The browser or device you are using is out of date. It has known security flaws and a limited feature set. You will not see all the features of some websites. Please update your browser. A list of the most popular browsers can be found below.
The Islamic State in Iraq and the Levant may claim to fly the flag of Islam, but the heart of ISIL is corporate. With assets over $2 trillion and a steady income of billions of dollars each year, ISIL has funded a land grab the size of Belgium with a population equal to New York City’s.
And many of its rank and file are lured far more by a slice of ISIL's oil money than the death of infidels. Three of the group's former employees spoke to us on the condition of anonymity.
Every night, 22-year-old Sevda would take the same road to the Turkish town of Hacipasa, separated from Syria by a thin river. Hacipasa is best known as a home to smugglers. The town reeks of oil.
Sevda would smuggle the stuff across the river.
"It comes from Syria, they bring it across the river," she explained. "They take it to their village, store it in their homes. And we go to their houses and get it from them."
Turkish soldiers recently discovered how smugglers like Sevda did their work, moving the oil across the river in jerry cans and then transporting it in vans or in secret gas tanks inside buses.
"We would construct a gas tank and make it bigger so it could hold 35, 40, 45, 50 gallons," she said. "If there was no army, you could make good money."
Sevda said she earned $400 or $900 or even $1,300 for a ton of oil. If she lugged over 10 tons, she could make $10,000 a night.
"Depends on how good you are," she said.
Hacipasa isn't friendly to outsiders "unless you come to buy diesel," Sevda remarked. After we filmed the jerry cans, smugglers stopped our car. It was only after Sevda negotiated on our behalf that they let us go.
It isn't just goods like gas that have been crossing the border, but fighters too. They star in ISIL's unprecedented social media campaign: hundreds of propaganda videos, highly produced, many featuring photogenic protagonists. Foreign fighters proudly reject their citizenship for membership in ISIL. A few dozen are American. Salam is the man who helped persuade them to join.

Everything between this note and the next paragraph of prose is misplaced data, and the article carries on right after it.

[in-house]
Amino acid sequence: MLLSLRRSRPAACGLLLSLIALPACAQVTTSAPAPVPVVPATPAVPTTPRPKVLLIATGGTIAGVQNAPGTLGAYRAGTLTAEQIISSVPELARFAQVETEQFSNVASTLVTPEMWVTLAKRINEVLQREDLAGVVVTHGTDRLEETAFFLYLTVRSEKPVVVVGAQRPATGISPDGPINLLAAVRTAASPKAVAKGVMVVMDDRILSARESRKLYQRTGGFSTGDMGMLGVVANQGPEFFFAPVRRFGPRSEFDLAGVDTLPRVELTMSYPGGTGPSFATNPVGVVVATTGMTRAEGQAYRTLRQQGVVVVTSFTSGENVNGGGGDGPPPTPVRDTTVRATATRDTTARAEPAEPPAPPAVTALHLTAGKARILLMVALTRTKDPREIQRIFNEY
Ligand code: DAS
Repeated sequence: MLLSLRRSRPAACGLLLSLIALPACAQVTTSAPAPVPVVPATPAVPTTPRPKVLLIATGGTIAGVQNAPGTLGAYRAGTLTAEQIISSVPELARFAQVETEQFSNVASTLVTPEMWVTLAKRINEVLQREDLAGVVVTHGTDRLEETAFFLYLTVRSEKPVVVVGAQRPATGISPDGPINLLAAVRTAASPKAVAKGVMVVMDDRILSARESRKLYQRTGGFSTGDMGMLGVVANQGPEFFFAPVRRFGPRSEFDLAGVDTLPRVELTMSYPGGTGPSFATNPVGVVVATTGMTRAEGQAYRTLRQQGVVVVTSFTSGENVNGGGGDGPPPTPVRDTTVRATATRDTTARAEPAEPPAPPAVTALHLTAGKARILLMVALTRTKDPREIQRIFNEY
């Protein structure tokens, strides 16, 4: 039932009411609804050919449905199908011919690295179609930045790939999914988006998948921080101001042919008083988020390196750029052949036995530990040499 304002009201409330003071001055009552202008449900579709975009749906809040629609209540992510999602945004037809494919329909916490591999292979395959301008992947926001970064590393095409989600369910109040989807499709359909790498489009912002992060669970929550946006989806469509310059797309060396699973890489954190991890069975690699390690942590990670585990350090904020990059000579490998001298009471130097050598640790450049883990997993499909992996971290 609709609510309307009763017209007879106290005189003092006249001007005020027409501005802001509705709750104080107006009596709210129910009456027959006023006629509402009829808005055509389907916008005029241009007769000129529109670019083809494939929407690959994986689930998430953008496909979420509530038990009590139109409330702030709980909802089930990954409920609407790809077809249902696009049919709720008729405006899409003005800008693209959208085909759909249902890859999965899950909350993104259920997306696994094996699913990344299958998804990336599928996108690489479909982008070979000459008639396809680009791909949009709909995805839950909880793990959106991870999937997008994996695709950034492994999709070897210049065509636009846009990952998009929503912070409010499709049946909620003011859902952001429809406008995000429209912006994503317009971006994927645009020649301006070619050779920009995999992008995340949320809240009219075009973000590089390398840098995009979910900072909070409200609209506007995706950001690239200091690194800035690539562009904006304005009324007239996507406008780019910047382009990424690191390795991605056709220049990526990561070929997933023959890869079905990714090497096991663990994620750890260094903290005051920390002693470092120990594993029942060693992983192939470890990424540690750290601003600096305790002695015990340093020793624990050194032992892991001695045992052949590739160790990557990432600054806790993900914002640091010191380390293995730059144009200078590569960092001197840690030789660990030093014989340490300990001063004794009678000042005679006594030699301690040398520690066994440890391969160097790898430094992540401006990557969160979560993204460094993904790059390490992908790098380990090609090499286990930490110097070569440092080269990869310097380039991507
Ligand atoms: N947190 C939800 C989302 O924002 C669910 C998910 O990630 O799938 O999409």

"They will follow anything you tell them," he explained over half a pack of cigarettes, in a discreet hotel room near the border with Syria. "Their brains are washed. We talk to them about religion, paradise and virgins."
For a relatively large salary, the 27-year-old IT expert, along with three others, would spend their days online.
"Almost all of it was lies, exaggerations," he said. "For example, we claimed other groups raped women. That wasn't true."
He said they would change the accounts' passwords every 12 hours and handwrote all their contacts in case they got hacked. The foreign fighters who already joined ISIL would pass on their friends' contacts, he said.
"Media is the most important thing for ISIL to attract foreign fighters," Salam said, "and create popularity in Syria and Iraq."
ISIL's popularity spans generations. The group calls them cubs: hands not large enough to hold assault rifles and minds not old enough to resist propaganda. Omar saw those children up close. He worked for ISIL in Raqqa, ISIL's headquarters, selling the goods that ISIL stole.
"What they work on most is recruiting children," he said, over tea on the Bosporus in Istanbul. "When children are brainwashed at a young age, they become strong willed and believe they will find redemption when they are martyred."
In Raqqa, men pray in the street and women stay covered. Local commanders called emirs, or princes, keep the peace.
"At first they brought in a thug, an alcoholic, a criminal, and appointed him emir," Omar said. "Now they've pushed them out. In their place they have appointed educated people who can have a strong presence and lead people."
The group is organized like a spiderweb, with the self-described caliph Abu Bakr al-Baghdadi and his deputies at its center. Each group of emirs and fighters is isolated, with no direct communication with leadership.
"They received orders but their source isn't known," Omar said. "Even the emirs within ISIL wouldn't know the original source of the information."
It was a complex and effective structure. And ruthlessness was the connective tissue of it all.
"They value spilling blood," he said. "They have no mercy. Islam is merciful. But for them, people's lives are cheap."